Virtue-signaling liberals were compelled to evince indignation. BAFTA Award-winning television writer Dominic Mitchell tweeted, "Kid? She's a grown woman Biden. Come on, man. Don't be such a sexist wuss straight out of the 1950s." Another Twitter user said Biden used a "single sentence quip intended to simultaneously diminish Harris and characterize her as overly aggressive. He'll say it was a joke, which is what his supporters will claim while belittling critics as humorless and aggressive. Women know it well." Rev. Laura Everett was harsher, tweeting, "'Go easy on me, kid' may pass to some as folksy banter, but underneath is centuries of sexism and racism, and a presumption of privilege where niceness avoids critique." READ it Here
By Matthew Boose, American Greatness July 27, 2019
The Trump versus “the squad” brouhaha merely affirms what pundits have been saying since Trump’s MAGA movement swept up the American Right in 2016: American politics, from here on out, is American nationalism versus multiculturalism. A drift on the American Right towards nationalism, and deeper polarization between multiculturalism and nationalism, seems inexorable.
Trump’s “go back” tweets and the ensuing chaos expressed a widely felt frustration on the Right—a feeling that led to Trump’s election in the first place. That frustration is with the fundamental unfairness of America’s current multiculturalist regime.
Multiculturalism declares that America is for “everyone,” except, of course, for those it pointedly excludes. Trump’s base are the Great Excluded. Until Trump came along, they were up for grabs politically, waiting for someone who cared about them and what they care about.
Leftists balk at the “bigotry” of Trump and his supporters. To them, nationalism is vulgar, uncouth, and racist by definition. They dismiss Trump supporters as racist. The Left’s lazy recourse to labeling everything “racist” says more about diversity politics than about the people leftists constantly slander.
Many on the Left now find it incontrovertible that Trump, and all his supporters, are xenophobes.
Republican support for Trump went up after his tweets. How could so many Americans be so hateful? But these charges merely add insult to the injury of the Left’s abuse. What about leftist racism and bigotry? Doesn’t that count?
Certainly not, interjects the polite, well-educated leftist. It isn’t possible to be bigoted toward certain groups, namely, those which enjoy the institutionalized hegemony of their colonialist ancestors, or whatever middlebrow shibboleths the badly educated are taught by their sociology professors to repeat. READ it HERE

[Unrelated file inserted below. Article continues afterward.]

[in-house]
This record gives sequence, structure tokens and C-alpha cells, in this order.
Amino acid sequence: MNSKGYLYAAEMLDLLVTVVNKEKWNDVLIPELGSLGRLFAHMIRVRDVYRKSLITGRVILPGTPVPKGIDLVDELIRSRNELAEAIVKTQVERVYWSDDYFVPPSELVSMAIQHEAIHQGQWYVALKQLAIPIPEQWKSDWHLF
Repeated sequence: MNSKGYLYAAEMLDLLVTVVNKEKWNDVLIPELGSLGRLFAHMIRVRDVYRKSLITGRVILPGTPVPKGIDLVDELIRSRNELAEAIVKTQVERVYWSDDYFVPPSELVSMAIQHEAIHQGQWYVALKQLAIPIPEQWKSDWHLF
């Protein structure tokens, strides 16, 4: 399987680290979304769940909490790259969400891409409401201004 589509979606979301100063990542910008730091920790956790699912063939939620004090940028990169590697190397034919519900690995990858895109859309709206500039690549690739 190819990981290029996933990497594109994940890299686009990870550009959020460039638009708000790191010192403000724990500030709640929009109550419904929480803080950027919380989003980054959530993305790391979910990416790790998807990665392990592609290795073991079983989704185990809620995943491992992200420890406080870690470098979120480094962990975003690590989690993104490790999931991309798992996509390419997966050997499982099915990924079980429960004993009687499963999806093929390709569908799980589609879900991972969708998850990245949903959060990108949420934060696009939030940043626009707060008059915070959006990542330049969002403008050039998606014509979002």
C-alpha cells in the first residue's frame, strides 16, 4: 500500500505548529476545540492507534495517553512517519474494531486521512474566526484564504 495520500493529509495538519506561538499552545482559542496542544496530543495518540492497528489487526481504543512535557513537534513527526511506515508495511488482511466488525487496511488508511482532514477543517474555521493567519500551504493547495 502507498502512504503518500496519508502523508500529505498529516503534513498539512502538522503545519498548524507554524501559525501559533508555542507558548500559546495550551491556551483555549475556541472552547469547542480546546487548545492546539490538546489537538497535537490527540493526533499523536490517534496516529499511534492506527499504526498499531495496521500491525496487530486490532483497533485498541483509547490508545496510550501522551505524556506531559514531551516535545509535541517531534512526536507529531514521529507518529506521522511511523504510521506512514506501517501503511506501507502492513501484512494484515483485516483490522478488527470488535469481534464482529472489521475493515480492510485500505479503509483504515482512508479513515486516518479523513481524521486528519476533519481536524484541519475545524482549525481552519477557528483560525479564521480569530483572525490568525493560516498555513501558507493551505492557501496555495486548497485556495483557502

By Victor Davis Hanson| July 14th, 2019
The Obama-era Democratic Party bears little resemblance to the themes embraced just 11 years ago by Barack Obama and Hillary Clinton during the 2008 primaries.The parameters of marriage, in Obama’s words “between a man and woman,” has now transmogrified beyond gay civil unions to legal gay marriage to transgendered fixations.
Obama once protested that he was no king who could open the border and grant amnesties by fiat. Yet his view of immigration has metamorphosed well beyond DACA and Dreamers into Democratic candidates going into Mexico to escort aliens unlawfully into our country, and 500 sanctuary jurisdictions in which federal immigration law is all but null and void. An American citizen convicted of using a fake Social Security Number and phony ID is a felon who is all but unemployable; an illegal alien who commits the same crimes learns quickly that these are not deportable offenses and mostly never prosecuted. READ more HERE
American Spectator, June 24, 2019
It’s an article of faith among Democrats that the President’s base consists primarily of white working class voters without college degrees, and that they must be won back in order to beat Trump in 2020. This is why Elizabeth Warren inflicted that cringe-making, “I’m gonna get me a beer,” video on a long-suffering electorate. It is why Joe Biden, who reputedly enjoys a special rapport with blue collar voters, is the frontrunner for his party’s presidential nomination despite his penchant for gaffes and plagiarism. Thus, during this week’s Democratic debates, the candidates will devote considerable effort to courting the “deplorables.”
This will, however, be an exercise in futility because everything they believe about Trump’s base is false. Their view of this large and growing segment of the electorate is distorted by a myth concocted primarily by the media to explain away a deeply uncomfortable reality — that Trump possessed a better understanding of the public mood than did the professional political class. They were unable to abandon their preconceived notions about Trump and his supporters, despite easily accessible contrary data. The belief that his message was resonating only among the working class was debunked by Nate Silver as early as May of 2016:
It’s been extremely common for news accounts to portray Donald Trump’s candidacy as a “working-class” rebellion against Republican elites.… But the definition of “working class” and similar terms is fuzzy, and narratives like these risk obscuring an important and perhaps counterintuitive fact about Trump’s voters: As compared with most Americans, Trump’s voters are better off. The median household income of a Trump voter so far in the primaries is about $72,000.
That figure wasn’t merely above the national median household income, it was higher than the median income for Hillary Clinton’s supporters. Silver went on to point out that the general portrayal of Trump’s voters as uneducated also failed to conform to the facts: “About 44 percent of Trump supporters have college degrees… higher than the 33 percent of non-Hispanic white adults, or the 29 percent of American adults overall, who have at least a bachelor’s degree.” Blue collar workers were a real and valuable cohort of the President’s supporters, but the financial and educational make up of his base was more complex than most acknowledged. READ it HERE